The Eritrean Democratic Alliance (EDA) is an umbrella association of 10 Eritrean opposition groups. On Saturday, January 22, 2011, the EDA commenced its “Central Committee” meeting in Addis Abeba, Ethiopia. An agenda on its meeting was the fate of a member organization, one wing of the Eritrean People’s Democratic Party (EPDP), but before it could reach agreement, the EPDP wing issued a statement dated January 23rd declaring that it had decided “to withdraw the Party’s membership from EDA.”
The issue deals with what transpired within EPDP on October 31, 2010. According to the official explanation of the EPDP—which had come into existence on January 1, 2010 when the Eritrean Democratic Party (EDP), the Eritrean People’s Movement (EPM), and the Eritrean People’s Party (EPP) merged their organizations—the ex-members of EPM were kicked out from EPDP for refusing to abide by party rules and that, subsequent to its decision to dismiss the EPM, other non-EPM members had decided to join the expelled members. Therefore, argues EPDP, the organization is intact, albeit without the presence of EPM and those who followed it and, those “who could be counted with the fingers of one hand.” However, those who were dismissed, who include founding members of EPDP’s proto-parties, say that they are still EPDP and that EPM no longer exists. Moreover, they say, those who are part of our group were never members of EPM, so this is a text case definition of a party split.
The EDA was attempting to answer questions such as: is this a simple case of a party leadership dismissing members or a party split? Who represents EPDP? How many EPDPs are there?
Since Eritrean political organizations never publish the size of their membership, it is unclear as to whether this is a case of an organizational split or the dismissal of a few members.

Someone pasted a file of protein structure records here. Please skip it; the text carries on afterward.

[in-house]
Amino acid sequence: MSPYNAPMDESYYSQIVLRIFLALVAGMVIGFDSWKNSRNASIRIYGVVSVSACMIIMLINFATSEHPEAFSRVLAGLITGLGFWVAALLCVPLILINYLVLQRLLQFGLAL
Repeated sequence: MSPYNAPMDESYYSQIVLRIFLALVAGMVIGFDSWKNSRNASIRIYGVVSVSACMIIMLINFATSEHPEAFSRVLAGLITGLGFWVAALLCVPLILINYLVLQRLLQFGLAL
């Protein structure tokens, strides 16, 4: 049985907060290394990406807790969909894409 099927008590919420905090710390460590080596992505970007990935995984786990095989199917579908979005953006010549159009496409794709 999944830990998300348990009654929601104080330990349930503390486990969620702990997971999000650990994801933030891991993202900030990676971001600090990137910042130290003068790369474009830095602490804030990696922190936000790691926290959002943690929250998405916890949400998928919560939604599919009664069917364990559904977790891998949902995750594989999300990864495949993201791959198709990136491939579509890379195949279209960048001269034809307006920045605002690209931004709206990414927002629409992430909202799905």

The EPDP wing which issued the press release announcing its withdrawal did not attend the EDA Central Commission meeting. The EDA is still deliberating on the issue, with each member organization citing its preference. Some have strongly argued for the retention of EPDP’s membership, some have been lukewarm and still others have called for its outright dismissal.
Since its formation in 1999, the Eritrean Alliance has had numerous organizational splitting, withdrawing, and joining; and EPDP’s decision to withdraw is not unprecedented. What makes this case noteworthy is that for over a year the EPDP has been expressing its dissatisfaction with the EDA—particularly on the convening of the national conference, which EPDP boycotted, using sometimes strident tones. In fact, it is EPDP’s decision to boycott the national conference and to be highly critical of the organizers and the EDA leadership that was the main reason for the diminishment of the Party. The other wing of the EPDP fully supports the convening of the national conference.
The EDA Central Committee meeting is still underway as of the time this edition of Gedab News is being written. Gedab News will keep its readers posted on new developments.